Today I was driving and listening to Radio 4’s Word of Mouth programme. I love Radio 4 because it’s constantly challenging what I know and understand about the world. Word of Mouth today just happened to bring up a subject close to my heart today.
If the English language is being used as a means of global communication does it need to be ‘correct’ English as used by native speakers?
In the translation industry native speakers are essential as the people who are reading the final target translations are clearly native speakers themselves.
Can English be adapted for local use to aid clarity?
But when a language is used purely as a common form of communication is it as vital that all the language is perfect as long as the communication is flowing and there is no loss in understanding?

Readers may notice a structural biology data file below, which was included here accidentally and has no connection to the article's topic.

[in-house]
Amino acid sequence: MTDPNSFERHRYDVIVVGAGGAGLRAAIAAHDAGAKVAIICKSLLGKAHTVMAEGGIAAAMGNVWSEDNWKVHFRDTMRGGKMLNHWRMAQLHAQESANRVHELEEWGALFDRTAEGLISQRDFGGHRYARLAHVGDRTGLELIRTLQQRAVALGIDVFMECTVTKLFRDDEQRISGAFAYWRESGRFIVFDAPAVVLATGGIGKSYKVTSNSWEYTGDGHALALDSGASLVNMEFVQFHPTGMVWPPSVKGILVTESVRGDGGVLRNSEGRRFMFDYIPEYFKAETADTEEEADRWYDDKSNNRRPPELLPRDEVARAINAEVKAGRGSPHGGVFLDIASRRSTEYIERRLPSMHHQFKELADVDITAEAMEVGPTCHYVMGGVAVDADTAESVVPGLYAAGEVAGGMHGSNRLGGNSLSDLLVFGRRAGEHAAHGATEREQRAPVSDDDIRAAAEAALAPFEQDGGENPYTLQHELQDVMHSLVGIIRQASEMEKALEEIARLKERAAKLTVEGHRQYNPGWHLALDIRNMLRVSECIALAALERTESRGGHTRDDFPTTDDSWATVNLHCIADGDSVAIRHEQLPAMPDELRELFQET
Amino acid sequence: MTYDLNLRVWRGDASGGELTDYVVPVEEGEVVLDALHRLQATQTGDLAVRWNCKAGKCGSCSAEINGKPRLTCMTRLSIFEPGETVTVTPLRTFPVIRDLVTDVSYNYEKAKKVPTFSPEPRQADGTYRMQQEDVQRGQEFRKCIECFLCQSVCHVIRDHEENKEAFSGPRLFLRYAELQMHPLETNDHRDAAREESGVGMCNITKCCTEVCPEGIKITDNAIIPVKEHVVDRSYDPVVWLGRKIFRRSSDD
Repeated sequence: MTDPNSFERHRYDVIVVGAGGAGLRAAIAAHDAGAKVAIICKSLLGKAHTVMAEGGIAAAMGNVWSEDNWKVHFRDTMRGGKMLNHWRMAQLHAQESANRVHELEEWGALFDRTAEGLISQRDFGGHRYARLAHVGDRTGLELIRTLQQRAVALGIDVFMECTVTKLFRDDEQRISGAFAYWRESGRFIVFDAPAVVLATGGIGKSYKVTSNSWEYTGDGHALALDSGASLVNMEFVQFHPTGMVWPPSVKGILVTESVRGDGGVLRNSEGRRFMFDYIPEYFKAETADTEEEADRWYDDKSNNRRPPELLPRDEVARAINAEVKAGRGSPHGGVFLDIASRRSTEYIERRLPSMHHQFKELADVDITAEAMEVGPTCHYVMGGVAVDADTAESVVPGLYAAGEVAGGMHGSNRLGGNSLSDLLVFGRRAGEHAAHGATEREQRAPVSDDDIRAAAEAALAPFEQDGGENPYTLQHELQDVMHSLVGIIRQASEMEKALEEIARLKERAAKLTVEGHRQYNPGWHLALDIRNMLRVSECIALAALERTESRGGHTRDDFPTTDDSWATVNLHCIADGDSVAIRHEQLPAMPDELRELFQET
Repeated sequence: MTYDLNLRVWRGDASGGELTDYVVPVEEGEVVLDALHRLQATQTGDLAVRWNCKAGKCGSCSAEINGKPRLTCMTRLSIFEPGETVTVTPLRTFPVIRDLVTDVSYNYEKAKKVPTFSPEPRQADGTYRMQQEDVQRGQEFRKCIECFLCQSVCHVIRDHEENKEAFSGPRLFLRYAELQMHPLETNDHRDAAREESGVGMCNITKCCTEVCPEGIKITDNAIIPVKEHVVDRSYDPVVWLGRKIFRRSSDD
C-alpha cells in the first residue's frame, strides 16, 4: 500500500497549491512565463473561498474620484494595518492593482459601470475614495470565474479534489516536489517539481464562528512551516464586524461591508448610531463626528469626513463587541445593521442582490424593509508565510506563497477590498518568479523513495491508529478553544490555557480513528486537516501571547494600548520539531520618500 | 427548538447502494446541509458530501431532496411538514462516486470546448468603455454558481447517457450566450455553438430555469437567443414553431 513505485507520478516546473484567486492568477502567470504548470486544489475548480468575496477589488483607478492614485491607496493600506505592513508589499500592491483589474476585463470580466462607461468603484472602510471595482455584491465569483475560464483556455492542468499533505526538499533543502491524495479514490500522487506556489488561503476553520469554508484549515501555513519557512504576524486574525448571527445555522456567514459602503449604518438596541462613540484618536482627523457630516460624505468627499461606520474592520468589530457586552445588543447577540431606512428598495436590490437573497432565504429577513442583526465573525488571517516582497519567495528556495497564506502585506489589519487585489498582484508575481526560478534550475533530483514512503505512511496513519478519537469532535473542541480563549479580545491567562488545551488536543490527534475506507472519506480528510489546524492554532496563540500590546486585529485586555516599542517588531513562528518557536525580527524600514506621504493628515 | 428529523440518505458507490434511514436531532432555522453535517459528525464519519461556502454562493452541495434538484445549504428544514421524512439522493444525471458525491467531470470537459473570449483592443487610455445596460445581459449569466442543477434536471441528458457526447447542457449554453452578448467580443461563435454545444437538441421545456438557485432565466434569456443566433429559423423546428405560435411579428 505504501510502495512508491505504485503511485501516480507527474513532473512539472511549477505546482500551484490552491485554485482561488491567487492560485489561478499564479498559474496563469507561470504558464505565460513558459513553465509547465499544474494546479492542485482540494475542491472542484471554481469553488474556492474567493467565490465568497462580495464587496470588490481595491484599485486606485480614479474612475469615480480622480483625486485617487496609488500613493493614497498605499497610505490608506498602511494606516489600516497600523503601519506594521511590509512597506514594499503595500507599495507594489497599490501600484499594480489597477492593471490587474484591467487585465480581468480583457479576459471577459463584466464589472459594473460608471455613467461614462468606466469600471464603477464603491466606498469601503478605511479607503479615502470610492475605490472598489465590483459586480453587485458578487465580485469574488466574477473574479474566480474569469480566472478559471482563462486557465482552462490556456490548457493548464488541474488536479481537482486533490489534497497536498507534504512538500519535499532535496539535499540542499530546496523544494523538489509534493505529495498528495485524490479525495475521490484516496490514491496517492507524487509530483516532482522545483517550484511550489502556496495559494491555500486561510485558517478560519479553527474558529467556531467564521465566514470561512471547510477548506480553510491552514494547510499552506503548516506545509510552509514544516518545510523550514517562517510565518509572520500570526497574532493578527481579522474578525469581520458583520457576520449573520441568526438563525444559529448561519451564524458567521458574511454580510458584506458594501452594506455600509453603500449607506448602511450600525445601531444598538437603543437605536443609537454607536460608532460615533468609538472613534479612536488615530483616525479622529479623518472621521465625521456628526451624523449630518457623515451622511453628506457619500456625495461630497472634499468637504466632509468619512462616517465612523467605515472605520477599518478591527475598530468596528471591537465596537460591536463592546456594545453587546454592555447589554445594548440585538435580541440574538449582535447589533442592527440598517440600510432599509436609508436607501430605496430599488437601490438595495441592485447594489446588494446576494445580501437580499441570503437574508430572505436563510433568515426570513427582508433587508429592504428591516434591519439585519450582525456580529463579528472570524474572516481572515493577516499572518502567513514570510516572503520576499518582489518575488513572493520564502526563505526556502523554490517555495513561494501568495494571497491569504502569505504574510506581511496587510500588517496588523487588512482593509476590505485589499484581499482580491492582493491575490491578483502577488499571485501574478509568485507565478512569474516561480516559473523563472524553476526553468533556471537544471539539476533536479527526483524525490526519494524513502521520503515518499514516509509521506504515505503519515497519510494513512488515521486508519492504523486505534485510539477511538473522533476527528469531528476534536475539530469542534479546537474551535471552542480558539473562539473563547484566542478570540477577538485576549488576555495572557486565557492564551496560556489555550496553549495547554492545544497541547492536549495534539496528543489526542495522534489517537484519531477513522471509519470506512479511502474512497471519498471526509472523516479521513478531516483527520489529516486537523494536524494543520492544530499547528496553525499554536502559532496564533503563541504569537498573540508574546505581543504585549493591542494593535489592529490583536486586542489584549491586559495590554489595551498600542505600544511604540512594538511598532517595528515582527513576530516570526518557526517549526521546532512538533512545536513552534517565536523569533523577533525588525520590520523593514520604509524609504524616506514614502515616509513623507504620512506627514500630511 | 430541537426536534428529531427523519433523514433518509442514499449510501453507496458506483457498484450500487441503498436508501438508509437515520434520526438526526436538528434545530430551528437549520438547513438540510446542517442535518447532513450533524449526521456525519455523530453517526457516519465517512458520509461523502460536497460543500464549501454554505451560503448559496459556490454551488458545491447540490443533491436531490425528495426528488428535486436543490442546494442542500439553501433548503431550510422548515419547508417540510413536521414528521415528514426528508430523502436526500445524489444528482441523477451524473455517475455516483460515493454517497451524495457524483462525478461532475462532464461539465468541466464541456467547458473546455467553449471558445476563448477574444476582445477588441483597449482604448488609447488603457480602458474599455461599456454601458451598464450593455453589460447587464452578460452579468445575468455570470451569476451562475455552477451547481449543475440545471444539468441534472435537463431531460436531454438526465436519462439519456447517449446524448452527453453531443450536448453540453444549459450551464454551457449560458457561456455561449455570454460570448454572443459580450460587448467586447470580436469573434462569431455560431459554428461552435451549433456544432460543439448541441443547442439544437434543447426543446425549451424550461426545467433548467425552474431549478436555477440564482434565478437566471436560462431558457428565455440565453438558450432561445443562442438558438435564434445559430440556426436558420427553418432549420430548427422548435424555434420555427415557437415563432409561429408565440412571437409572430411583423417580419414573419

One example given in the programme is of a group of engineers from various countries. They conversed in English but adapted and clipped words to suit their own linguistic norms and not necessarily those used in standard UK English.
So for example they would use “Two system” instead of “Two systems” their explanation is that they stated that they mean system in the plural sense because they’d add the “Two” before the “system”. While native English speakers would balk at this for the people in the conversation there was no loss of clarity.
For me this is a great example of how language develops and adapts wherever in the world it is used. As a translation agency it something that we have to be aware of so that we can deliver finished translations our clients need.
Here’s a link to the Word of Mouth programme I hope you enjoy it as much as I did, please feel free to leave your thoughts in the comments below.